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KINO! 51 has been published!💚

With a number of diverse studies, this special edition examines film and ecology. In his metatext, Tadej Troha considers the beginning and the end of climate crisis, Tomaž Grušovnik paints the modes of representing nature in films, while Kaja Kraner provides the historical premises of representing nature, foregrounding the term dark ecology. Based on unusual experiments, Becca Voelcker thinks about farmer-filmmakers, fieldwork and growth. Aljaž Škrlep presents vegetal film, while Maks Valenčič deals with film as a medium of encoding information and considers the limits of film. Oskar Ban Brejc centres on De Humani Corporis Fabrica by Sensory Ethnography Lab, while Polona Petek analyses Christopher Nolan’s Oppenheimer. Based on the case study of Alex Garland’s Annihilation, Veronika Šoster and Neja Rakušček question ecohorror and the new modes of the ecologically horrifying, while Matjaž Zorec serves the general line of our daily bread. Robert Kuret reflects on new materialisms that develop philosophy in relation to ecology in Ema Kugler’s film oeuvre, while Martin Pogačar thinks about humans, trains and nature through (not only) a documentary reconstruction of post-war Yugoslavia. In the Reviewed section, Darko Štrajn presents cinema as a transformative agency in art and its echoes.

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With its thematic section, KINO! 49/50pays tribute to Ema Kugler, whom Sabina Đogić conversed with in an extensive, honest and scintillating interview. The set of interviews consists of conversations with Slovenian and foreign theoreticians and practitioners (James Benning has, for example, returned to the pages of KINO!). The Breakthroughs section brings reflections on the more prominent works of contemporary Slovenian and foreign production, among others, Aftersun (2022) and Tomaž Grom’s experimental film Don’t Think It Will Ever Pass (2023). Anže Okorn has contributed the third part of his series of texts on Deleuze, inclusive disjunction and, this time, Syberberg’s Hitler. In the School Period section, Stojan Pelko discusses (the) film(ic) in Wenders’s State of Things (Der Stand der Dinge, 1982). Andrej Šprah has reviewed Rajko Grlić’s Še ne povedane zgodbe. Oskar Ban Brejc has contributed his scientific paper on the failed bodies in Ulrich Seidl’s films to the reviewed section Film and Television Studies. In celebration of the fiftieth issue, we have also published a substantial selection of pillow shots by incisive poets: Ana Pepelnik, Urša Majcen, Tone Škrjanc, Blaž Božič, Primož Čučnik, Andreja Štepec, Sergej Harlamov and Lukas Debeljak. Particular topics, such as the sustainable aspect of cinema, sneak from one section to the next…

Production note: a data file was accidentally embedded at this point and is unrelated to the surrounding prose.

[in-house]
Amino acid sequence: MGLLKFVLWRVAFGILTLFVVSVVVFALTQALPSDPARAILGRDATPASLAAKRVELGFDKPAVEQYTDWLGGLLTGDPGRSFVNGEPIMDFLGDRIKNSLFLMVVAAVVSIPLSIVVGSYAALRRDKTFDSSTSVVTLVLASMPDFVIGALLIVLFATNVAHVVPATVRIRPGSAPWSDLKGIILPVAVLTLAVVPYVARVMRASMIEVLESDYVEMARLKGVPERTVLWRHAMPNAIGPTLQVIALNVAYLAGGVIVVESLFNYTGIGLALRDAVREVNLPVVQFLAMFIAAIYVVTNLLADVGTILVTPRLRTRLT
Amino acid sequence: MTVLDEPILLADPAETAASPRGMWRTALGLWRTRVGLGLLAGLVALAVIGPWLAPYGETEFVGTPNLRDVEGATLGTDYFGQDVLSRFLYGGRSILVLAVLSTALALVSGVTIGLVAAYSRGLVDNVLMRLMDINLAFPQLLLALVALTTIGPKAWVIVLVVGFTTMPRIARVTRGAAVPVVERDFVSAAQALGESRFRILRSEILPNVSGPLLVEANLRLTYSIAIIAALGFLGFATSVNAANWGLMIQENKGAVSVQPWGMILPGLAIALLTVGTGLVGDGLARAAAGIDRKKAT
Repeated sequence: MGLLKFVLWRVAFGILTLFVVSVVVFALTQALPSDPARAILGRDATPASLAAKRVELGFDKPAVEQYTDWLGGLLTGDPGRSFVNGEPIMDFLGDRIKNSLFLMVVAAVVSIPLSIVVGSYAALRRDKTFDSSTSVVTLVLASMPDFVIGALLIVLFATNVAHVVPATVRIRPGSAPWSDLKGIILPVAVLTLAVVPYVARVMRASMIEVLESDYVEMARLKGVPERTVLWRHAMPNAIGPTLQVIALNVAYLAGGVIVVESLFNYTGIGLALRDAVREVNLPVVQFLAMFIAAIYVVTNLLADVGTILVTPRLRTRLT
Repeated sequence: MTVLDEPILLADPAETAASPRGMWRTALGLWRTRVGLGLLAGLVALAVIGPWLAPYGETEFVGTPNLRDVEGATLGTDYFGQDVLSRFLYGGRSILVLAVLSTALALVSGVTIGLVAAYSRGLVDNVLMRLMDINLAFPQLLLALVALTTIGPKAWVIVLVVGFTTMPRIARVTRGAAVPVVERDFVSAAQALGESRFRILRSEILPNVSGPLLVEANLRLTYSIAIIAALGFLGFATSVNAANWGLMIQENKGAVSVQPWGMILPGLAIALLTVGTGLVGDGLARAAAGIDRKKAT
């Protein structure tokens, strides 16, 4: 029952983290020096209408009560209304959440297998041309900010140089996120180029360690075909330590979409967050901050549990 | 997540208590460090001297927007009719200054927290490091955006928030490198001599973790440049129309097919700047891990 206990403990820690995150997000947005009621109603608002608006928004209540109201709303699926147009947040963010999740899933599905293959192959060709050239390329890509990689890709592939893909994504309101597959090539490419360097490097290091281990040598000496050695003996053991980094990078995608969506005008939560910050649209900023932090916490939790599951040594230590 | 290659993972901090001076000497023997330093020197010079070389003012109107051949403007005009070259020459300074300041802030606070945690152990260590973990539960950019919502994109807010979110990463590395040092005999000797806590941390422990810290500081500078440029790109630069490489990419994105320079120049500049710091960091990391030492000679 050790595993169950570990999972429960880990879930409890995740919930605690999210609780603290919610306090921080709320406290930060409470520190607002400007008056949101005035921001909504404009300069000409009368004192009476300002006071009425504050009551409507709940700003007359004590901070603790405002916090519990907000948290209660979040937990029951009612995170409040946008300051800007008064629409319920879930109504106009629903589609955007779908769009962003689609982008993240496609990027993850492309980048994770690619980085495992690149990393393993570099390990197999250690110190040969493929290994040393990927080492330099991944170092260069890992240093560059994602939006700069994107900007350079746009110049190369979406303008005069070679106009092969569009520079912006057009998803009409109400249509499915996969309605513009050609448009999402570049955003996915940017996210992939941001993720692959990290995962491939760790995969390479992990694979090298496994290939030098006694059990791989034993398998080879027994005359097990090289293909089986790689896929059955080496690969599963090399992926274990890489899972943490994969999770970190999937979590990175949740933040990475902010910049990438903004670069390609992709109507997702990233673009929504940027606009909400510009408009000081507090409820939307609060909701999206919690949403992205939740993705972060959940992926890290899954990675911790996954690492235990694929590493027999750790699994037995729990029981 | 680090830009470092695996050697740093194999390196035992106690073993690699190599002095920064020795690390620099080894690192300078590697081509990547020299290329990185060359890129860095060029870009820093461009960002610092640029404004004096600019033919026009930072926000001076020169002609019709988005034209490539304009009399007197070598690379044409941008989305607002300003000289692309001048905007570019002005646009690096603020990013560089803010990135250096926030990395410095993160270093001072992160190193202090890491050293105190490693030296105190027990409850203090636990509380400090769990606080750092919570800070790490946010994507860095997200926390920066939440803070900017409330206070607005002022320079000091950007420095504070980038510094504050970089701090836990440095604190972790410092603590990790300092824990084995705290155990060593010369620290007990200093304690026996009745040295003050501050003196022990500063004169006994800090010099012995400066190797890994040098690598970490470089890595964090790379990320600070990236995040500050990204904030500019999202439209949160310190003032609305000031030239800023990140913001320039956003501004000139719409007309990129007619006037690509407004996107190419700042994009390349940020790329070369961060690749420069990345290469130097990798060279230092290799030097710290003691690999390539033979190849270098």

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KINO! 48 examines the connections between films and music videos arising from the sensibility for filming music and musicalising film, collective critical engagement, video-like film sequences or filmic videos… Diverse reflections are accompanied by interviews with successful Slovenian music video directors (the Insan collective, Matevž Jerman and Niko Novak). The 130th anniversary of the birth of Herman Potočnik Noordung, which we already marked with an extensive selection of texts in the previous issue, is also commemorated in this one by contributions from Anže Okorn, Oskar Ban Brejc and Natalija Majsova, while the special thematic section is rounded off by a selection of transcribed documents that the founders of Ksevt (Dragan Živadinov, Miha Turšič and Dunja Zupančič) deposited with the National and University Library upon the tenth anniversary of Ksevt’s opening. The newly established reviewed segment consists of two original scientific papers: Ana Šturm writes about podcasts as a new form of cinephilia, while Kristian Božak Kavčič discusses the use of AI for the enrichment of old film images. The School Period section brings a study of A Woman Under the Influence (1974) nimbly penned by Stojan Pelko. Simon Smole reviews Nina Cvar’s Digitalna podoba in globalni kapitalizem: Tehnologija, politika, upor, while Ivana Novak revives the Youth Film section with her reflection on the regenerative power of The Summer I Learned to Fly (Leto kada sam naučila da letim, 2022) in the framework of Yugoslav historical trauma…